The answer is yes! This article will outline how you can change your “clinical” dental hygiene prophylaxis or therapy hour to a “nonclinical” dental hygiene screening hour. We will introduce a new “nonclinical” dental hygiene career option, dental systemic thermography
Are you tired of clinical dental hygiene practice? I enjoyed all the years I worked as a clinical dental hygienist. However, I will never forget the day an ear, nose, and throat (ENT) surgeon told me, “You have thyroid cancer due to taking dental x-rays as an RDH.” Needless to say, I was in shock—not only because of my newly minted thyroid cancer diagnosis that could become life threatening, but also because of what might have caused the cancer. My next immediate thought was of the dental hygiene profession that I loved so much, and that I might have to stop practicing clinical dental hygiene. The question that came to mind was how I was going to be able to support myself and pay my bills, as I did not have a backup plan in place. In fact, I didn’t even have comprehensive medical insurance that could pay for my thyroid cancer treatments. My dental hygiene practice was how I made my income. So now really, what was I to do?
As a great fighter once said, “Everyone has a plan ’til they get punched in the mouth.” (1) Thus, I discovered a new career plan, one where I created a way to support myself at my current dental hygiene salary. I wanted to work with patients in healthcare facilities without “cleaning teeth” or taking x-rays.
So what did I do, and how did I do it? In the beginning I worked one to two days a week as a traditional clinical dental hygienist, as I needed to do this for income. The rest of my week I trained in a new career direction, becoming a certified dental systemic thermographer (DST). This new alternative career allowed me to utilize my clinical hygiene experience and replace it with another role in a different setting. As dental hygienists, we already know how to perform intra- and extraoral examinations. We learned this in our dental hygiene educational programs. So, with this knowledge, I figured out a new way to earn a living assessing patient’s intra- and extraoral health, and tied it to what I knew of the oral-systemic connection. In all my years practicing dental hygiene, it seems I was never given adequate appointment time to utilize this part of my educational training.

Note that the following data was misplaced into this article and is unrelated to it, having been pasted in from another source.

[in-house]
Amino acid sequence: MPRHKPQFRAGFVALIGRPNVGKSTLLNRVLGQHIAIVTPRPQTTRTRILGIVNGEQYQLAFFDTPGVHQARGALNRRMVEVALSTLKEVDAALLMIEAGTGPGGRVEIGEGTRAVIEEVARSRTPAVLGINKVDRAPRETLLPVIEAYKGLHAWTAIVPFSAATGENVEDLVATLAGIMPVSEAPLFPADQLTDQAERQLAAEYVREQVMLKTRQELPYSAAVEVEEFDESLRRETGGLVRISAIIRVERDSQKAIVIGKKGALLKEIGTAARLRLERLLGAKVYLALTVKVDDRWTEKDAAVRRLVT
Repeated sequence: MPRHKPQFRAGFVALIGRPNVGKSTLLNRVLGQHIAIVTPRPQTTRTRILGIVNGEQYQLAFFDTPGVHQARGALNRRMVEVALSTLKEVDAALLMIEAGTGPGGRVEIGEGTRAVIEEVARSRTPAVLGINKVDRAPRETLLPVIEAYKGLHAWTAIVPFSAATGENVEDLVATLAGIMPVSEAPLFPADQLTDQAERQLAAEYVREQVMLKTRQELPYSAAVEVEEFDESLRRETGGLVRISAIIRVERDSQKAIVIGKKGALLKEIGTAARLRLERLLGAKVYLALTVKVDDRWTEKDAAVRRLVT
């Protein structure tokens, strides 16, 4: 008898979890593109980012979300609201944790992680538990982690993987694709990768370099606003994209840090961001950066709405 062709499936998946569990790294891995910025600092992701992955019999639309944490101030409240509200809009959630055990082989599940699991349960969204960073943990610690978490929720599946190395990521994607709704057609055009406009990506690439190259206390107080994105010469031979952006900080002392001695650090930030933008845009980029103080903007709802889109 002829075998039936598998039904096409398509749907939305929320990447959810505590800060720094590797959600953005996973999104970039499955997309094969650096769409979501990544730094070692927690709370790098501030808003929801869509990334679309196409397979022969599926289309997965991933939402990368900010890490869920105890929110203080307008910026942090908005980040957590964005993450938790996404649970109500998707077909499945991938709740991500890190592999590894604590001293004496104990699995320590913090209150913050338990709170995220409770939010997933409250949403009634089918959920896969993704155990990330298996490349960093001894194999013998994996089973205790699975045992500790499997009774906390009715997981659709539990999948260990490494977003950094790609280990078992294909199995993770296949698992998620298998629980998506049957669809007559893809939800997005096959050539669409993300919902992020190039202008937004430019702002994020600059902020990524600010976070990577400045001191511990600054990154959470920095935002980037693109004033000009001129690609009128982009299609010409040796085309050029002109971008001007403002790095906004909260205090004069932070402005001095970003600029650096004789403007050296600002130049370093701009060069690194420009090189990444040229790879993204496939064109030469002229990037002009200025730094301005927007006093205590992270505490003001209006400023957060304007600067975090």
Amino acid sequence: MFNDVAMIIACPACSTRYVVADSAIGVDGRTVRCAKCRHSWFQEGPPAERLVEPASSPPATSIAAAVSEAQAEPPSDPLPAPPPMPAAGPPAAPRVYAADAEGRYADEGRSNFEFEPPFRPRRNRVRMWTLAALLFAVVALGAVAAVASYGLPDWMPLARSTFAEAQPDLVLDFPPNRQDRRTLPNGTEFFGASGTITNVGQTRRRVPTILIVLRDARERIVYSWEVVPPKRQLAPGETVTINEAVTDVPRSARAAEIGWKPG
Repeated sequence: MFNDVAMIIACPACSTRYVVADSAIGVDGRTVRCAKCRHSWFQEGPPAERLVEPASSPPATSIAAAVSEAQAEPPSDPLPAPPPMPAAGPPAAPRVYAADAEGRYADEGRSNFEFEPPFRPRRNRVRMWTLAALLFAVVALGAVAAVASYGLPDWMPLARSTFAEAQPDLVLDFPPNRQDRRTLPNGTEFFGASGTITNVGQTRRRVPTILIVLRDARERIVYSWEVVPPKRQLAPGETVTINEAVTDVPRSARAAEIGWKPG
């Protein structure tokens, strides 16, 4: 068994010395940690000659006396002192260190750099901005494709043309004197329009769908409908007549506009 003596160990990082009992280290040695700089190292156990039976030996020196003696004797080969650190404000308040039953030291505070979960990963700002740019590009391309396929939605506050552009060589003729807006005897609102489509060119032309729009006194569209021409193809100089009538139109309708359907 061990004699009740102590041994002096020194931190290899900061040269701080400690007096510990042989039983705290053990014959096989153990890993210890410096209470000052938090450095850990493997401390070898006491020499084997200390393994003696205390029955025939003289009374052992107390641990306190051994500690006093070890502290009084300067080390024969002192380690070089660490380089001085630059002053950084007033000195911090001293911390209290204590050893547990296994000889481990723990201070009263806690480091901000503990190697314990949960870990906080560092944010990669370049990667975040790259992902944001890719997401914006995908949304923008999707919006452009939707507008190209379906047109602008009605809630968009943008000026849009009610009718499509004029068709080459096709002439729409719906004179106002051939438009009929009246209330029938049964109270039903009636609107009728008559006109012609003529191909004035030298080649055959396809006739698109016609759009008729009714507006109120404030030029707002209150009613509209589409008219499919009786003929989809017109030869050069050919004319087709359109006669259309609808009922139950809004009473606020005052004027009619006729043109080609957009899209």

I encountered integrative like-minded dentists, physicians, doctors of chiropractic, and naturopathic doctors, all interested in having dental systemic thermography images. Clinicians now have this new visual aid for assessing possible oral or systemic disease connections. The bleeding gingiva we see in our daily practices may be an indicator of disease, and should be explored.
So, bottom line, all those years of practicing traditional dental hygiene did pay off for me and were not wasted! With my new career working as a certified DST I bill out between $75-$125 an hour, and depending on the agreement I have with a doctor’s office or wellness clinic, I usually keep 80% of the billed fee. In my next article I will discuss how dental systemic thermography works and why DST images are sought after!
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